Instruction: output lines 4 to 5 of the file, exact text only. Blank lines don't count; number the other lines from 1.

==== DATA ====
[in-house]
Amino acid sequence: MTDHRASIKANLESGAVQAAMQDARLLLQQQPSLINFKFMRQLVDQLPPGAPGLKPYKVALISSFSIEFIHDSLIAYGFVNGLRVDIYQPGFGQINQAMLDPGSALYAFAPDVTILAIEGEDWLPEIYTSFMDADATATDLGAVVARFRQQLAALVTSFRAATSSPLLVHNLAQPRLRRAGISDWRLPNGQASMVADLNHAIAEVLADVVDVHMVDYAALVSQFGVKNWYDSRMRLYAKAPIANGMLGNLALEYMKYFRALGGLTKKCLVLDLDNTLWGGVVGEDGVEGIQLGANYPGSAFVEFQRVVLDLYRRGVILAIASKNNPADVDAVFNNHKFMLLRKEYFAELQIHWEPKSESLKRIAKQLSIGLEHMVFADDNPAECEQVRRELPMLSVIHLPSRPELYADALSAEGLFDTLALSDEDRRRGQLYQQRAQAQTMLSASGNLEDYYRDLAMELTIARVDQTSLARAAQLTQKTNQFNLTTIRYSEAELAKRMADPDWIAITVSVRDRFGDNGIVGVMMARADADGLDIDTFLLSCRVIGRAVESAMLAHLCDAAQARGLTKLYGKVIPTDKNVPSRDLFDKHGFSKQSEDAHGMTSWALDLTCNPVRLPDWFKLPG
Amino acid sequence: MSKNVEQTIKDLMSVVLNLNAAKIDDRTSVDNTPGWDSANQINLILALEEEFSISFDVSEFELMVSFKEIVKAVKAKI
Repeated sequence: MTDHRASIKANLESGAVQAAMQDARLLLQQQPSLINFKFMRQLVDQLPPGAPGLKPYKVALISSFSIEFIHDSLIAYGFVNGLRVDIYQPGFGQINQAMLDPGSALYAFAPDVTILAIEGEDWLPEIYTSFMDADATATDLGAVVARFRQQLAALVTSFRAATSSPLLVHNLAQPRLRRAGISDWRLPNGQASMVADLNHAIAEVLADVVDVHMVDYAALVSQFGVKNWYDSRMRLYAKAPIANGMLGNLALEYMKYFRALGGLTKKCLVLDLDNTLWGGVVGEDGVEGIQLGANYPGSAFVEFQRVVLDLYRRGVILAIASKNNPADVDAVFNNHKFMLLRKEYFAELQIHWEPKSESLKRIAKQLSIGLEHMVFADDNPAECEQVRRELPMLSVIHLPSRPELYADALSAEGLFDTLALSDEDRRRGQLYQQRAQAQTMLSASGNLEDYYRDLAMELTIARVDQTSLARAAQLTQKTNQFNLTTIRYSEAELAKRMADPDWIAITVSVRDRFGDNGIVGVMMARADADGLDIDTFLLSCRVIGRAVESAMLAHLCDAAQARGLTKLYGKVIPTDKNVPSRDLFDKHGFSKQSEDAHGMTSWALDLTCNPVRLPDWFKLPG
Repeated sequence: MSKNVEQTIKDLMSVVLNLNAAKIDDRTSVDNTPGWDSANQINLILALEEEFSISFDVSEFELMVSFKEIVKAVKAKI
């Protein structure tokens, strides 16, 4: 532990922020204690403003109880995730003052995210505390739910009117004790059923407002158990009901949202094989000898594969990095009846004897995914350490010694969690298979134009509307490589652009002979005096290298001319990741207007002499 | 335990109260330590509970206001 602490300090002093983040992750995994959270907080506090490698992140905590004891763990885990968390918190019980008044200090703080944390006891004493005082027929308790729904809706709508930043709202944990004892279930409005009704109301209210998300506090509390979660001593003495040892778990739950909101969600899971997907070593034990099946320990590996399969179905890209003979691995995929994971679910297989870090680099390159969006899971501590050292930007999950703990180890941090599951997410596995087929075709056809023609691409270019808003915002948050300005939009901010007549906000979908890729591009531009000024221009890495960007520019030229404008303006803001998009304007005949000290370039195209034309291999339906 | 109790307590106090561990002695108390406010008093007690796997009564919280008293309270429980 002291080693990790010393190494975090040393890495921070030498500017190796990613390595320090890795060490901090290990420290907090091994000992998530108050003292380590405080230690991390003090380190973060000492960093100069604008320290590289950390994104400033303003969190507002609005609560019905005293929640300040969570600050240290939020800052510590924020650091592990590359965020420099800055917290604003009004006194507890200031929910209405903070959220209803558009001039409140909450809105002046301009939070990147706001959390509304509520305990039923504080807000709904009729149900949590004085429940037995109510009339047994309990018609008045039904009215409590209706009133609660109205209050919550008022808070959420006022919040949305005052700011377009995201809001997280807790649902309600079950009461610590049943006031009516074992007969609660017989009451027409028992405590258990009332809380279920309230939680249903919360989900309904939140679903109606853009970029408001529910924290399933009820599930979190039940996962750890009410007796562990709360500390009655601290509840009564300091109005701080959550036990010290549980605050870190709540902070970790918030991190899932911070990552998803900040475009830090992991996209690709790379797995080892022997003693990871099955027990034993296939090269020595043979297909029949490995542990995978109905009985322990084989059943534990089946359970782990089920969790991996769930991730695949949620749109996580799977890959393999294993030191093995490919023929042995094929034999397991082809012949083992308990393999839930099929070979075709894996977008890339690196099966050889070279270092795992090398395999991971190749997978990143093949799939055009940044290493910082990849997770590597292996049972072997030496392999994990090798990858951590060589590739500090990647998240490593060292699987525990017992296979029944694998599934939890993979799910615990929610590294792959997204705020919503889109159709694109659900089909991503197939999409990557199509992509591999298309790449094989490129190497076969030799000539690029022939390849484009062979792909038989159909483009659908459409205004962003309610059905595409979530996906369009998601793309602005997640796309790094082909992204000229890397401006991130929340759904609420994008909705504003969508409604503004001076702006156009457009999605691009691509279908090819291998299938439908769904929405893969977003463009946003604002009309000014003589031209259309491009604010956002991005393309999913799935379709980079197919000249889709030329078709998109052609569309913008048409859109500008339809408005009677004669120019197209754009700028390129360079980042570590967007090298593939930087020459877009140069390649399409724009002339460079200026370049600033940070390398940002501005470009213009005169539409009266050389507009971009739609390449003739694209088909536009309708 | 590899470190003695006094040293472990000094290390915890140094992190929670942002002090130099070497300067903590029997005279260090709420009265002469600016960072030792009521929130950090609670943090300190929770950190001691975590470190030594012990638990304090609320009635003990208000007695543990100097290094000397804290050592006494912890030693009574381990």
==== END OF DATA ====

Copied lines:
Repeated sequence: MTDHRASIKANLESGAVQAAMQDARLLLQQQPSLINFKFMRQLVDQLPPGAPGLKPYKVALISSFSIEFIHDSLIAYGFVNGLRVDIYQPGFGQINQAMLDPGSALYAFAPDVTILAIEGEDWLPEIYTSFMDADATATDLGAVVARFRQQLAALVTSFRAATSSPLLVHNLAQPRLRRAGISDWRLPNGQASMVADLNHAIAEVLADVVDVHMVDYAALVSQFGVKNWYDSRMRLYAKAPIANGMLGNLALEYMKYFRALGGLTKKCLVLDLDNTLWGGVVGEDGVEGIQLGANYPGSAFVEFQRVVLDLYRRGVILAIASKNNPADVDAVFNNHKFMLLRKEYFAELQIHWEPKSESLKRIAKQLSIGLEHMVFADDNPAECEQVRRELPMLSVIHLPSRPELYADALSAEGLFDTLALSDEDRRRGQLYQQRAQAQTMLSASGNLEDYYRDLAMELTIARVDQTSLARAAQLTQKTNQFNLTTIRYSEAELAKRMADPDWIAITVSVRDRFGDNGIVGVMMARADADGLDIDTFLLSCRVIGRAVESAMLAHLCDAAQARGLTKLYGKVIPTDKNVPSRDLFDKHGFSKQSEDAHGMTSWALDLTCNPVRLPDWFKLPG
Repeated sequence: MSKNVEQTIKDLMSVVLNLNAAKIDDRTSVDNTPGWDSANQINLILALEEEFSISFDVSEFELMVSFKEIVKAVKAKI